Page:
Lifestyle

COMPLEAT HOME GARDENER: Holly and bling can make your house sing

The first week of December is the time to start humming a certain carol, make like the Victorians and deck the halls with boughs of holly. But don’t forget about the cedar, fir, nandina and camellia greens. Here in western Washington we have the glorious greens to celebrate the season with less money and more tradition – and at the same time accomplish some serious winter pruning.

Decorating with garden greens means you won’t raise your power bill. A lack of funds shouldn’t mean a lack of fun for the holidays. If you have a garden or someone that will let you prune their garden, then you have all the makings for a festive, beautifully-decorated home, thanks to the evergreens that thrive in our climate.

When pruning any plant this winter follow a branch to a joint, use sharp tools and cut close to the main branch so you don’t leave a protruding stump or Pinocchio nose.

Greens for a Victorian Christmas: Holly and bling make the house sing!

Start pruning your holly plants because we all know what Charles Dickens saw in merry old England during the Christmas season – halls were decked with holly for good reason, not only do the glossy leaves of holly last indoors for days and outdoors for months, but holly loves to be pruned in the winter. Stick some sprigs of holly into a vase and you’ll have great foliage and red berries that will stay fresh for up to a month.

December is a great month to prune all types of holly shrubs including Osmanthus or false holly and the stiff green branches of Helleri or Japanese holly. The cold weather has put these evergreen plants into dormancy so when you make the cuts the plants won’t feel a thing.

Add some Christmas bling to your holly bowl or holly garland and you’ll really be channeling Queen Victoria. If you’re short on silver punch bowls to fill with holly or don’t have a set of silver candlesticks to add to a mantel of holly just substitute shiny silver or gold ornaments or a garland of old-fashioned tinsel from the thrift store.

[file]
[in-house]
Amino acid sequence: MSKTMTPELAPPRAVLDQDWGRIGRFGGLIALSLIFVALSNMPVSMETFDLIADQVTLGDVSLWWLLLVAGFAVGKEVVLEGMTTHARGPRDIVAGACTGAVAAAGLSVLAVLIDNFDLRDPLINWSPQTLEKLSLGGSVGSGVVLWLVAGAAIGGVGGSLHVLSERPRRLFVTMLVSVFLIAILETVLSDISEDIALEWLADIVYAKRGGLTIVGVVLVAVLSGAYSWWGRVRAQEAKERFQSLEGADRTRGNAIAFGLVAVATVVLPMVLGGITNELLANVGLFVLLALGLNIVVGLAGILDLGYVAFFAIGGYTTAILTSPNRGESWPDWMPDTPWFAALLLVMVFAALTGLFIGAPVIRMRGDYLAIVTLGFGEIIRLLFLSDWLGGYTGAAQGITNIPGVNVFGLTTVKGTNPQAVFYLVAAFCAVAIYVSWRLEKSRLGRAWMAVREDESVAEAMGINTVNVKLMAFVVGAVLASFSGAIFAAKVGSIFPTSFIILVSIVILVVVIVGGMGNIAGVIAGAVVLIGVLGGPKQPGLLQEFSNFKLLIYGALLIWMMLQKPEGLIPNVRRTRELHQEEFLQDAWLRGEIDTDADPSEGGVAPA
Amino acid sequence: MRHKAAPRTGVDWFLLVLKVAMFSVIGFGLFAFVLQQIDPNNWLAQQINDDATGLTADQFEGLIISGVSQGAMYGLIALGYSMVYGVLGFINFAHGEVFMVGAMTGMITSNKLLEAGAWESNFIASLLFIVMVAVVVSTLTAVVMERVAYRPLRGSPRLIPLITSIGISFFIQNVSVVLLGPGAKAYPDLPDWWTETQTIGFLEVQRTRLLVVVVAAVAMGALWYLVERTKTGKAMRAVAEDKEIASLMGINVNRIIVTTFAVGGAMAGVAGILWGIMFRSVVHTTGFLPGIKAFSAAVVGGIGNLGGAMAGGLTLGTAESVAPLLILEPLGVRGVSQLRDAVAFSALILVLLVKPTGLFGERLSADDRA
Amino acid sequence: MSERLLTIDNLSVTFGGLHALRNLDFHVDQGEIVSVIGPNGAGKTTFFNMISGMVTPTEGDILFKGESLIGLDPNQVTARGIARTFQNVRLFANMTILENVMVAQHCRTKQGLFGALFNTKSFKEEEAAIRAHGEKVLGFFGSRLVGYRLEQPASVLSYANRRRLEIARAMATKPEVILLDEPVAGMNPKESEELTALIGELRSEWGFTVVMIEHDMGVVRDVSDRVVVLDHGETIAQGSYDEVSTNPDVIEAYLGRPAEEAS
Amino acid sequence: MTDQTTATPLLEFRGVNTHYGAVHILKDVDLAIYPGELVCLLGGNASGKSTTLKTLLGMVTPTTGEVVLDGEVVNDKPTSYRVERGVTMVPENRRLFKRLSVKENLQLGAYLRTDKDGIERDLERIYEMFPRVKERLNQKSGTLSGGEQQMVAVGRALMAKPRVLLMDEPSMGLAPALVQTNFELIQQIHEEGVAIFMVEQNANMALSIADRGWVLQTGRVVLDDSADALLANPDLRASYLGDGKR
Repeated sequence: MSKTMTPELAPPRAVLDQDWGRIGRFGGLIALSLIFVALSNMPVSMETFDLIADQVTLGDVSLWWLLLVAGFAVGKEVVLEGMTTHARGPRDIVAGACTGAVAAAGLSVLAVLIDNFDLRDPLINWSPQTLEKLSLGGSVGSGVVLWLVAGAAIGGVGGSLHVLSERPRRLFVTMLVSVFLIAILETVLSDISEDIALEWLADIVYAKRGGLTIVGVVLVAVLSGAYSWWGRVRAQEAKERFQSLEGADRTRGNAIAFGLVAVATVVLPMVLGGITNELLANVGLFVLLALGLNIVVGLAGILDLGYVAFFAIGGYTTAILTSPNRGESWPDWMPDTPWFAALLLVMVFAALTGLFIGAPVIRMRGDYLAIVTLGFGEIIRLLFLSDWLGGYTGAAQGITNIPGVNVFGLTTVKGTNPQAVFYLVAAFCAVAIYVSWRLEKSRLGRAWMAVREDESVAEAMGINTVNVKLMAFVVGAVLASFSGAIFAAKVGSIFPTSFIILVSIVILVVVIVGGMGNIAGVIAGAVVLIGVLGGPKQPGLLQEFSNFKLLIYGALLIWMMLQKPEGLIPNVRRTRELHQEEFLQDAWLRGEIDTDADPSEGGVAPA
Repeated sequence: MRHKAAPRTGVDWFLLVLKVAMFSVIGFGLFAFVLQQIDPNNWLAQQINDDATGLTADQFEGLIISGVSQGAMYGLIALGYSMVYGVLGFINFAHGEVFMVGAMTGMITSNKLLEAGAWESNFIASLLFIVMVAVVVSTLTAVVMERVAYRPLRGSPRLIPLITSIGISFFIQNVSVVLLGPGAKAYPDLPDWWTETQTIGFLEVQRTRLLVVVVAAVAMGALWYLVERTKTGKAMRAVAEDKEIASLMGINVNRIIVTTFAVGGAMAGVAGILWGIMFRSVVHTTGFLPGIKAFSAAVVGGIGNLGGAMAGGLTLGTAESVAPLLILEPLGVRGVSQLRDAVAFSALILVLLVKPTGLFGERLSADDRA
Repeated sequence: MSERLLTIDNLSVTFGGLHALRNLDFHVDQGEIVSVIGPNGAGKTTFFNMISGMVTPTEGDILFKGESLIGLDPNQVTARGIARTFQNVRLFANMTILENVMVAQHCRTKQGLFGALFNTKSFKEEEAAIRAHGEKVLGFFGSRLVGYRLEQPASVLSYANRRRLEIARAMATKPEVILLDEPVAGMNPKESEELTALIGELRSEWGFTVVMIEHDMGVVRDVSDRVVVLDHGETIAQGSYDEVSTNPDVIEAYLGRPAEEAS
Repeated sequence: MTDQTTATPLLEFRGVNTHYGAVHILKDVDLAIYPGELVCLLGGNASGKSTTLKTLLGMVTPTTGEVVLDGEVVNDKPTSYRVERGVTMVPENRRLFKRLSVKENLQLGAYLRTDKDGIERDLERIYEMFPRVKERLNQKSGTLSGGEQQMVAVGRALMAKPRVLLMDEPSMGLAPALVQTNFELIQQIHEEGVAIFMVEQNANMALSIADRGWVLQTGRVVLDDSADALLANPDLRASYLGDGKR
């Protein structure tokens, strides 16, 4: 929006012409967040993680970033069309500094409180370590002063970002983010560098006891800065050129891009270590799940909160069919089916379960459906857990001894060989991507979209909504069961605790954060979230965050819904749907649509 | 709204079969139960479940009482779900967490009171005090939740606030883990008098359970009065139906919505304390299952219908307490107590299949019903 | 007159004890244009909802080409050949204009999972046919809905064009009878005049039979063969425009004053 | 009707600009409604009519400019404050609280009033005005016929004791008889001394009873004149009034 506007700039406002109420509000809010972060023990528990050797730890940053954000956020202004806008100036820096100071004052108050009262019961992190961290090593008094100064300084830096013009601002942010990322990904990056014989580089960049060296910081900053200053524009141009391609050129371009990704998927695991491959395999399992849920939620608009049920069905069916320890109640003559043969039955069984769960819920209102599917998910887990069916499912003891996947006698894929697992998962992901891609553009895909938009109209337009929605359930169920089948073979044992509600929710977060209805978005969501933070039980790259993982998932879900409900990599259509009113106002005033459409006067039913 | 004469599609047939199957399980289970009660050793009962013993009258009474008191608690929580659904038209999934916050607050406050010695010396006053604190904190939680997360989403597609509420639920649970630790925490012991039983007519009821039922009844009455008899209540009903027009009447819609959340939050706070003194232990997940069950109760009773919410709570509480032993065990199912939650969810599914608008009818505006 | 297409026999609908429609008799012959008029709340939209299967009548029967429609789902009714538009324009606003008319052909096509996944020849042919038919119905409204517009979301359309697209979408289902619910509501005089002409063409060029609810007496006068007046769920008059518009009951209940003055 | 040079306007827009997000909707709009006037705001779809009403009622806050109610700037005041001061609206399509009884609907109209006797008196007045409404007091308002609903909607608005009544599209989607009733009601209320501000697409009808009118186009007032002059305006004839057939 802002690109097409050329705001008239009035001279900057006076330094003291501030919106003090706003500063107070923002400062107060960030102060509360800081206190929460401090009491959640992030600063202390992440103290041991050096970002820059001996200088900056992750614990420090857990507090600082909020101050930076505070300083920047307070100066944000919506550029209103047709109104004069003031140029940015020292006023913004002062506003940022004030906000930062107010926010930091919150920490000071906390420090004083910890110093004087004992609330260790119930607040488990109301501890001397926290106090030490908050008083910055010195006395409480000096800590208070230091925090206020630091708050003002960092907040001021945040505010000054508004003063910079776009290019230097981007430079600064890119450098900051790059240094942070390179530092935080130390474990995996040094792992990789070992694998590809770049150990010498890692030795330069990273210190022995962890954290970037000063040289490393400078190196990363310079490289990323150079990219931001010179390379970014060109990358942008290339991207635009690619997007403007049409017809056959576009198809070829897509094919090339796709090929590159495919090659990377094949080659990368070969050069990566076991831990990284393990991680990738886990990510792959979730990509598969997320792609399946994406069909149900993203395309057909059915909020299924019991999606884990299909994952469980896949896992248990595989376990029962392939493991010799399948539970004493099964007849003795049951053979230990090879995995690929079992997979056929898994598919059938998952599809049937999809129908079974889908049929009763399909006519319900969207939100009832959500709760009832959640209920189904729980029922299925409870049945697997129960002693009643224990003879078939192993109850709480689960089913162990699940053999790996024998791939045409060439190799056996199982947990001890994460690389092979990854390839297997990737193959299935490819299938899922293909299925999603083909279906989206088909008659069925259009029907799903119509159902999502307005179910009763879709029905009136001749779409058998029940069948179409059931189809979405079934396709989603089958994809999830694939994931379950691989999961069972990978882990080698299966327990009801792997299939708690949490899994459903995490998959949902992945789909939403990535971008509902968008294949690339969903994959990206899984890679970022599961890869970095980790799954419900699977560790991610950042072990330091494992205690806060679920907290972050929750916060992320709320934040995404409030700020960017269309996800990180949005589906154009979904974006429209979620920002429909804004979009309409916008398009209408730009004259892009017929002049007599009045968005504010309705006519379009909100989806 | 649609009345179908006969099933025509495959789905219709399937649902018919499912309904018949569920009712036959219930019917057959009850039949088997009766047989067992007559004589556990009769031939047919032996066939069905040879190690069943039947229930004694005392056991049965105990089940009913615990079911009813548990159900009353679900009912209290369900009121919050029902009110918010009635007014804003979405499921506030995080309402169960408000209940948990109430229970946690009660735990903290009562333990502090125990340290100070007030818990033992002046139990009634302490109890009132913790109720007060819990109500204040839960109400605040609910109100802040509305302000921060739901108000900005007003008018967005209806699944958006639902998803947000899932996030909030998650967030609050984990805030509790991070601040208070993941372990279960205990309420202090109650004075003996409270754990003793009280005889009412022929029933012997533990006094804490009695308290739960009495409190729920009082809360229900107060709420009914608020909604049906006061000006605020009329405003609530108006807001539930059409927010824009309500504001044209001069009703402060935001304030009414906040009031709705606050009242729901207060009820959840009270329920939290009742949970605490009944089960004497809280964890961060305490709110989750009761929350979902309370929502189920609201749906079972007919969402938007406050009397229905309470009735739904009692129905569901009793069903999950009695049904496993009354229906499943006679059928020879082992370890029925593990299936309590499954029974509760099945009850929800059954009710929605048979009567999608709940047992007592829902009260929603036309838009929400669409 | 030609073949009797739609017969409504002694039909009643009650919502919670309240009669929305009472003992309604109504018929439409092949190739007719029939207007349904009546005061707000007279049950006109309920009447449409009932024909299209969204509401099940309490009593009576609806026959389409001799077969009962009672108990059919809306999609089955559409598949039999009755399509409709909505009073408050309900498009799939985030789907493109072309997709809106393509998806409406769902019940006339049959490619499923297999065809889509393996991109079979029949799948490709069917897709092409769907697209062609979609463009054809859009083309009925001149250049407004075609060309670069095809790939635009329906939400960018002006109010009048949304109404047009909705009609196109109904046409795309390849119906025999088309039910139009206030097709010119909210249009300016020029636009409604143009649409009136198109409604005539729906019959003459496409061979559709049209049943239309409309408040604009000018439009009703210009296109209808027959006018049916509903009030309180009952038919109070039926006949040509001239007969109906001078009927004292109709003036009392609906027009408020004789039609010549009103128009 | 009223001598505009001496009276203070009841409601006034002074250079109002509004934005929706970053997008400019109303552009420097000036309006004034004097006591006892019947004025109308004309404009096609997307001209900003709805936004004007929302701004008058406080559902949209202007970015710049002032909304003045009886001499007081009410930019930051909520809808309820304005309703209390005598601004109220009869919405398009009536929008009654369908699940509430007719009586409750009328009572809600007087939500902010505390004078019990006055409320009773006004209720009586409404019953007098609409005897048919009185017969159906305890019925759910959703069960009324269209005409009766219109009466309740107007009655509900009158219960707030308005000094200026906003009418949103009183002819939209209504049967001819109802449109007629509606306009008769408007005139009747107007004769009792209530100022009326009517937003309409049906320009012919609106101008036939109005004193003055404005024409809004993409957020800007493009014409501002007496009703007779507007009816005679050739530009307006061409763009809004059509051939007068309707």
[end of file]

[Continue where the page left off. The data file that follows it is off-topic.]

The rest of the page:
Greens for a Country Christmas: Cedar, twine and burlap for simple pleasures.

Our evergreen state is full of western red cedar and this is the easiest-to-use evergreen for holiday decorating. Cedar is the tree with flat, scale-like greens rather than prickly needles. The branches cut from cedar trees are easy to turn into swags that can gracefully bedeck all your outdoor spaces. Use cut cedar tips poked in winter floral arrangements and any floral bouquet will look like Christmas.

Next, to really give your cedar greens a country Christmas look use burlap (yes, burlap) to wrap the base of potted plants or even your gifts. Burlap is the newest fabric to hit the interior decorating world and rustic rope, garden twine and bright red yard wrapped around burlap packages or wrapped pots will fit in with the down-home, back-to-basics look of a country Christmas. Mix in plants with bright berries or add recycled ornaments for more color. Cedar smells great and plays well with others. You can even cut the fronts off of Christmas cards, punch a hole, add a yarn loop and then recycle the cards and a bit of cedar as ornaments or gift tags.

Greens go modern: Mix foliage colors for a contemporary vibe

If you’re serious about winter pruning than get out the wheelbarrow and loppers and start collecting a diverse mix of greens, branches, berries and sticks from the garden. You won’t hurt the mahonia, rhododendrons, pieris japonica, camellias, nandina or magnolias by trimming them now and you’ll end up with a barrow full of greens for some creative decorating.

Try adding a mix of cut greens to the base of your porch pots or poke your pruning crumbs into left over hanging baskets and window boxes. Make a mixed garland of greens by stapling cut segments of evergreens to a length of rope or twine. Then don’t be afraid to “stick it,” using branches.

Adding bare branches or sticks to your gathering of winter greens gives any arrangement a more contemporary vibe. You can go white by spraying your sticks with artificial snow or go wild by spraying the twisted branches of contorted filbert, willow or robbinia with bright red, green or even deep purple spray paint. Eggplant purple is the new black when it comes to modern twists on holiday colors. Pair purple with pink, lime green or gray ribbon and nobody will accuse your decorating of being traditional.

 

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